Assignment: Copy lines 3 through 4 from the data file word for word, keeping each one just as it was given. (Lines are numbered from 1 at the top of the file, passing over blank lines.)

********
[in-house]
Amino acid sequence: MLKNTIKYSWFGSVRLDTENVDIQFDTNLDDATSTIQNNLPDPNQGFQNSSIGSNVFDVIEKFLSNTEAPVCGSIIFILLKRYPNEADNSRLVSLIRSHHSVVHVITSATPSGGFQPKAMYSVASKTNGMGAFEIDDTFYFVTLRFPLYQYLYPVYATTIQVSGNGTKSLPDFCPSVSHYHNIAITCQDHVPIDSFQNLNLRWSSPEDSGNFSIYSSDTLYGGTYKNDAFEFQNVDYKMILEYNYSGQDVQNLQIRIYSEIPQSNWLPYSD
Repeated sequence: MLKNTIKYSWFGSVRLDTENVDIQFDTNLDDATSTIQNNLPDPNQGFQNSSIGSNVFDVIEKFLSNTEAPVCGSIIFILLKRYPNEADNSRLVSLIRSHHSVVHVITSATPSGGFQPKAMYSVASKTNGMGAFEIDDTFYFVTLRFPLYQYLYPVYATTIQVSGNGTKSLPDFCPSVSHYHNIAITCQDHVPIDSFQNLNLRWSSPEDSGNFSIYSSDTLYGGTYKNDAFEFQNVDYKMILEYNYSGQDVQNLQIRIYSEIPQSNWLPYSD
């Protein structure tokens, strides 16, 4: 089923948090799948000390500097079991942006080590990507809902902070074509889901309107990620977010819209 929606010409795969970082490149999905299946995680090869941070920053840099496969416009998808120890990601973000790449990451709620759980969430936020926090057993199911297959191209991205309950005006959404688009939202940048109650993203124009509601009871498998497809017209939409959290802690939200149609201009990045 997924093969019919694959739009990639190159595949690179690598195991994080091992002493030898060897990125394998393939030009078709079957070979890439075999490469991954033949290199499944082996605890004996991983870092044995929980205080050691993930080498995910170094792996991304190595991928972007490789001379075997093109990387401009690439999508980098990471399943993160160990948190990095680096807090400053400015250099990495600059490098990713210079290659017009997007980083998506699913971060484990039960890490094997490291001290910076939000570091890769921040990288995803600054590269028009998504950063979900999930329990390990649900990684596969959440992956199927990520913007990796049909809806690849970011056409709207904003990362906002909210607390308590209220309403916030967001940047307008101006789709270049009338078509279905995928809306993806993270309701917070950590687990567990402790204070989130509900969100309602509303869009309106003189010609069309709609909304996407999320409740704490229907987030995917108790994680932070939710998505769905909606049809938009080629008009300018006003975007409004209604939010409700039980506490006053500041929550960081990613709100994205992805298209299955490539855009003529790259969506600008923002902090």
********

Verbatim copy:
Repeated sequence: MLKNTIKYSWFGSVRLDTENVDIQFDTNLDDATSTIQNNLPDPNQGFQNSSIGSNVFDVIEKFLSNTEAPVCGSIIFILLKRYPNEADNSRLVSLIRSHHSVVHVITSATPSGGFQPKAMYSVASKTNGMGAFEIDDTFYFVTLRFPLYQYLYPVYATTIQVSGNGTKSLPDFCPSVSHYHNIAITCQDHVPIDSFQNLNLRWSSPEDSGNFSIYSSDTLYGGTYKNDAFEFQNVDYKMILEYNYSGQDVQNLQIRIYSEIPQSNWLPYSD
């Protein structure tokens, strides 16, 4: 089923948090799948000390500097079991942006080590990507809902902070074509889901309107990620977010819209 929606010409795969970082490149999905299946995680090869941070920053840099496969416009998808120890990601973000790449990451709620759980969430936020926090057993199911297959191209991205309950005006959404688009939202940048109650993203124009509601009871498998497809017209939409959290802690939200149609201009990045 997924093969019919694959739009990639190159595949690179690598195991994080091992002493030898060897990125394998393939030009078709079957070979890439075999490469991954033949290199499944082996605890004996991983870092044995929980205080050691993930080498995910170094792996991304190595991928972007490789001379075997093109990387401009690439999508980098990471399943993160160990948190990095680096807090400053400015250099990495600059490098990713210079290659017009997007980083998506699913971060484990039960890490094997490291001290910076939000570091890769921040990288995803600054590269028009998504950063979900999930329990390990649900990684596969959440992956199927990520913007990796049909809806690849970011056409709207904003990362906002909210607390308590209220309403916030967001940047307008101006789709270049009338078509279905995928809306993806993270309701917070950590687990567990402790204070989130509900969100309602509303869009309106003189010609069309709609909304996407999320409740704490229907987030995917108790994680932070939710998505769905909606049809938009080629008009300018006003975007409004209604939010409700039980506490006053500041929550960081990613709100994205992805298209299955490539855009003529790259969506600008923002902090």